Quick Fix:

First, We need to invite people to serve. Second, we explain the danger of not actively serving in church. Admittedly those who make Sunday their “adult time” or their “time away from the kids,” will have an easier day. But their day will also be far less biblical. We are called to put the needs of others before our own. (I.E. the church is not about you or me). We read in Philippians 2:2-4:

Do nothing from selfish ambition or conceit, but in humility count others more significant than yourselves. Let each of you look not only to his own interests, but also to the interests of others.

“Yes,” some will say, “but you have no idea what my kids are like or what I have to put up with on a regular basis.” A We don’t. And we need to be considerate of others struggles. But, we need to help all see that service is not based on feelings. We serve because the God of the universe put our needs before his own comfort. We want to be like him! Help others see that our earthly comfort is not more important than a child’s salvation and find a reasonable place for them to serve.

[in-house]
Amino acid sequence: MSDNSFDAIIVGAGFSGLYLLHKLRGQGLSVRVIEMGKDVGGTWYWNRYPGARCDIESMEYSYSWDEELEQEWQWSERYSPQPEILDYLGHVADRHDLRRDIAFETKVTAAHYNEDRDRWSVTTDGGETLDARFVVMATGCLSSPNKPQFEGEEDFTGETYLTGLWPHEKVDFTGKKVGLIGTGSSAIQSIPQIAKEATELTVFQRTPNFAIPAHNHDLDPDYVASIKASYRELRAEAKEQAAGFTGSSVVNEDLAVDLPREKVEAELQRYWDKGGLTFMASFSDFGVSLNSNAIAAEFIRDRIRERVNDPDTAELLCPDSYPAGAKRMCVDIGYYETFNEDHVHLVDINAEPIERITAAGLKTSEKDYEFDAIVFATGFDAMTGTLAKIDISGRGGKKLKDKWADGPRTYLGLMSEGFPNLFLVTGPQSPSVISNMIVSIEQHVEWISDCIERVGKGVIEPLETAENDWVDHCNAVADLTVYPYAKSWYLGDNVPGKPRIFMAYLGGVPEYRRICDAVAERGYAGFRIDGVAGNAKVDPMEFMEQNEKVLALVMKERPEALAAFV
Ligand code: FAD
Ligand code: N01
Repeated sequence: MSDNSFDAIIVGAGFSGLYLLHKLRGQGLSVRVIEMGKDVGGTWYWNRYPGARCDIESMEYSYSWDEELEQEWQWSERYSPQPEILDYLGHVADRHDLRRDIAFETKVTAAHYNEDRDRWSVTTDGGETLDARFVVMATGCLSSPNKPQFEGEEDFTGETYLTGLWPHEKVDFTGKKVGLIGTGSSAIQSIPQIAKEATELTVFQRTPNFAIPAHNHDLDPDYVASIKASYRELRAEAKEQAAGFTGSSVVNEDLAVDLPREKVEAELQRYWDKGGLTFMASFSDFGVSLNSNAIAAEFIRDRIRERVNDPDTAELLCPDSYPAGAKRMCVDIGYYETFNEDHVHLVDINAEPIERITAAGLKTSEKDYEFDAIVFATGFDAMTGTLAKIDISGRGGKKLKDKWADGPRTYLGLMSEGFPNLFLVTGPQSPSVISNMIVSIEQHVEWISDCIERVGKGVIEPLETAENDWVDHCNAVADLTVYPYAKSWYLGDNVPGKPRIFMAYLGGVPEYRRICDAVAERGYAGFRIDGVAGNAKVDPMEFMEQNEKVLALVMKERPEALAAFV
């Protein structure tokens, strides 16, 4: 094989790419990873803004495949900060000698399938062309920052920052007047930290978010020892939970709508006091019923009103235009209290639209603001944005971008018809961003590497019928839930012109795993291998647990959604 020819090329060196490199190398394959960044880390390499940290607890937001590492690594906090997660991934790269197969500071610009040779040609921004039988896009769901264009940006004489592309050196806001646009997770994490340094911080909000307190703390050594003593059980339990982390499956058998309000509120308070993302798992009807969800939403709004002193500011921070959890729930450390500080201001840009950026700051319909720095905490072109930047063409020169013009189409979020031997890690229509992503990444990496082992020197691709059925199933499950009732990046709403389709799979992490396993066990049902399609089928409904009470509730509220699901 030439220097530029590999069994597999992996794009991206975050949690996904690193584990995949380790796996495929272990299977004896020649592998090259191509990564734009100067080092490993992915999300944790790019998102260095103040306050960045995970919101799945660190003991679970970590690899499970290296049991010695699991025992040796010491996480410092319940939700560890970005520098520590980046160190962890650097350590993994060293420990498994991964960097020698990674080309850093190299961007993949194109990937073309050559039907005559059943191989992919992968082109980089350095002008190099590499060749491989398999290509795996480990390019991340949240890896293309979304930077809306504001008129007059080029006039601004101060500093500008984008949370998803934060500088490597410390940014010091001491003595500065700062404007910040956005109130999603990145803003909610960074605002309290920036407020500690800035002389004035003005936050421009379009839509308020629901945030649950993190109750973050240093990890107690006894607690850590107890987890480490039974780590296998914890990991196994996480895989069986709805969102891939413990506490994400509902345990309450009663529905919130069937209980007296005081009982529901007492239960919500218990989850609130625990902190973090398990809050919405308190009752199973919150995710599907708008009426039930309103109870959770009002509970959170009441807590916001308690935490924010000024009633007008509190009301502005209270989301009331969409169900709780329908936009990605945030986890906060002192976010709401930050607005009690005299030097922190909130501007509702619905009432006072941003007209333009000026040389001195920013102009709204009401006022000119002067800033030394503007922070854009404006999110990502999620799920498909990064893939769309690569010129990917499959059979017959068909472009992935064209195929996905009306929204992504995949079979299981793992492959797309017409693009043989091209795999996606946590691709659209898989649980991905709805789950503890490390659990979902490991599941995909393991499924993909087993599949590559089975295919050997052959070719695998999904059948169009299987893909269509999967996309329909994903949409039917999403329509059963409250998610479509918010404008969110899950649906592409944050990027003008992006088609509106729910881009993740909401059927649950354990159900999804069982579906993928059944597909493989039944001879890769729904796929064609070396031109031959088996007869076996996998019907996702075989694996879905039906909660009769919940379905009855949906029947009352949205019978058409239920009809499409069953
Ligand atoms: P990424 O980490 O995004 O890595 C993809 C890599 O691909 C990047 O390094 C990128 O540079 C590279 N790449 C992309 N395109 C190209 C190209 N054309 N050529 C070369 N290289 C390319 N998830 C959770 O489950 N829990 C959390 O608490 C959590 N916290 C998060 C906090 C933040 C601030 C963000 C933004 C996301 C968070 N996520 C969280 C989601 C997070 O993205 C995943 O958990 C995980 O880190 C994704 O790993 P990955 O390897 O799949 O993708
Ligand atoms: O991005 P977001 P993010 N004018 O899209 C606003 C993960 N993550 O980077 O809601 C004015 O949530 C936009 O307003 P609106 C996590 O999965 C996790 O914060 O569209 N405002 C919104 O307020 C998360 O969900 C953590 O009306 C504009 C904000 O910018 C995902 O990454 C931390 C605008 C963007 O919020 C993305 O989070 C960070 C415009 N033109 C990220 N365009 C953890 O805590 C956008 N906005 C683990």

1. A Quitter’s Mentality:

These adults say things like, “I did my time and my kids are grown.” In short, they’ve tapped out and have done their time.

Quick Fix:

We need to encourage people to refresh and to follow God’s call on their life. Many people exit kids’ ministry for great reasons. We should support God’s work in their life!

But we should pursue those who leave the kids’ program to retire from ministry all together. We need to remind quitters that God doesn’t put a time limit or a quota on serving the next generation. God’s missional call to reach kids involves all of his church. Ands, kids need older adults to teach them. The energy of young singles and new marrieds cannot compare to the wisdom possessed by older believers. If we want to see our kids greatly influenced for Christ, we need to expose them to the Godliest men and women in our church. And not surprisingly, most kids actually want to hang with wiser men and women!